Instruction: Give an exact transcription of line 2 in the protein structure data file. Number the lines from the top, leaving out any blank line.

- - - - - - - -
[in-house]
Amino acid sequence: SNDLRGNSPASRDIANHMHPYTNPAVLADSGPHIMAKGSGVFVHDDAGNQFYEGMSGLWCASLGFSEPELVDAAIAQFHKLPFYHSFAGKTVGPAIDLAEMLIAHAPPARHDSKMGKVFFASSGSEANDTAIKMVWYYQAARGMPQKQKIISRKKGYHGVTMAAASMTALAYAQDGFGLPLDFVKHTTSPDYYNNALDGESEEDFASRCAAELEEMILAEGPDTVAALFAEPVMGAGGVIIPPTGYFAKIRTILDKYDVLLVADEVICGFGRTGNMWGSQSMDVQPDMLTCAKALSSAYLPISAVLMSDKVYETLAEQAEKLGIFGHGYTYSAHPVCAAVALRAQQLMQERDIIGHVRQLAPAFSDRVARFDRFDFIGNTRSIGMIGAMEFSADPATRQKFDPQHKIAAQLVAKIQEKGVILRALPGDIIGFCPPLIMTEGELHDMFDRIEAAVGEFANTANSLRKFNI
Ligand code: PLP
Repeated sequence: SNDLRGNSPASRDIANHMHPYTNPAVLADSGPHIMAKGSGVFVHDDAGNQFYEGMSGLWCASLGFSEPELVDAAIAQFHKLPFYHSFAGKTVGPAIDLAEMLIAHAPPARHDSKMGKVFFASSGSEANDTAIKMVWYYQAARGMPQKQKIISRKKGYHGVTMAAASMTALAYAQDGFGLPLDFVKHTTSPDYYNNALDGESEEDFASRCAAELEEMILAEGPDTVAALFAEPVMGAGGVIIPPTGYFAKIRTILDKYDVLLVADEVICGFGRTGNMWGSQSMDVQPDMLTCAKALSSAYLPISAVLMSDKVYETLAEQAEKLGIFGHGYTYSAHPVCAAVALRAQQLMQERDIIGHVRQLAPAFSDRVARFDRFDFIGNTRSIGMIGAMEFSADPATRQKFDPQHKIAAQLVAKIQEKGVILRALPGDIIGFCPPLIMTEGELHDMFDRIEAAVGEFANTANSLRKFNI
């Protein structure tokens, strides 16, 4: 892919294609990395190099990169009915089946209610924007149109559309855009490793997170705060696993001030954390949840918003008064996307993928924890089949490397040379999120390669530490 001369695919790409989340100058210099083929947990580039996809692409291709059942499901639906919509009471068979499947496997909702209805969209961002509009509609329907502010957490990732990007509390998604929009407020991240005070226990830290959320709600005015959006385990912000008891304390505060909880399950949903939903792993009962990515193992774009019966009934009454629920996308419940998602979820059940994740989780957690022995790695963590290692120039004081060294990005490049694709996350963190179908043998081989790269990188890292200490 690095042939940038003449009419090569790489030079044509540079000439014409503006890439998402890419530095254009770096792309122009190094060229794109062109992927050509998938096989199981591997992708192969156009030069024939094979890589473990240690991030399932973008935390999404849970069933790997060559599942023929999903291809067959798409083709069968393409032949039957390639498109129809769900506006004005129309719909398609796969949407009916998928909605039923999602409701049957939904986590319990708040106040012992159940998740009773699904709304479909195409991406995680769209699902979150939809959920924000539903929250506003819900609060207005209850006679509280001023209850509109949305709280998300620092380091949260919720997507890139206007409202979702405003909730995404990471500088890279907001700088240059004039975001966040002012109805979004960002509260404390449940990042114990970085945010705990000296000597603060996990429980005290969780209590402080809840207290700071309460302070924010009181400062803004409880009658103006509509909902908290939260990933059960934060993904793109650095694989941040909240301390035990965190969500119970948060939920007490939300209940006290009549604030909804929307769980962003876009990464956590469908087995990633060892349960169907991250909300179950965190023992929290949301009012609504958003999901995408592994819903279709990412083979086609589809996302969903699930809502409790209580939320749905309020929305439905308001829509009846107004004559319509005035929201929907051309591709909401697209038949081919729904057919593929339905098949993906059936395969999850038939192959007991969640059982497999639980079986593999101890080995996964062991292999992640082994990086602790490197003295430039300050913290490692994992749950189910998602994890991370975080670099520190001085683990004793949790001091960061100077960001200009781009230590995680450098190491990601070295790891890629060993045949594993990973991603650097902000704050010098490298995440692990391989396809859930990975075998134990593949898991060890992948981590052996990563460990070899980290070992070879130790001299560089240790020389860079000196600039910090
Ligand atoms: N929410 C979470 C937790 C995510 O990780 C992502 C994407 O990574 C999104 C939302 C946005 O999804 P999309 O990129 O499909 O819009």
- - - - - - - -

Amino acid sequence: SNDLRGNSPASRDIANHMHPYTNPAVLADSGPHIMAKGSGVFVHDDAGNQFYEGMSGLWCASLGFSEPELVDAAIAQFHKLPFYHSFAGKTVGPAIDLAEMLIAHAPPARHDSKMGKVFFASSGSEANDTAIKMVWYYQAARGMPQKQKIISRKKGYHGVTMAAASMTALAYAQDGFGLPLDFVKHTTSPDYYNNALDGESEEDFASRCAAELEEMILAEGPDTVAALFAEPVMGAGGVIIPPTGYFAKIRTILDKYDVLLVADEVICGFGRTGNMWGSQSMDVQPDMLTCAKALSSAYLPISAVLMSDKVYETLAEQAEKLGIFGHGYTYSAHPVCAAVALRAQQLMQERDIIGHVRQLAPAFSDRVARFDRFDFIGNTRSIGMIGAMEFSADPATRQKFDPQHKIAAQLVAKIQEKGVILRALPGDIIGFCPPLIMTEGELHDMFDRIEAAVGEFANTANSLRKFNI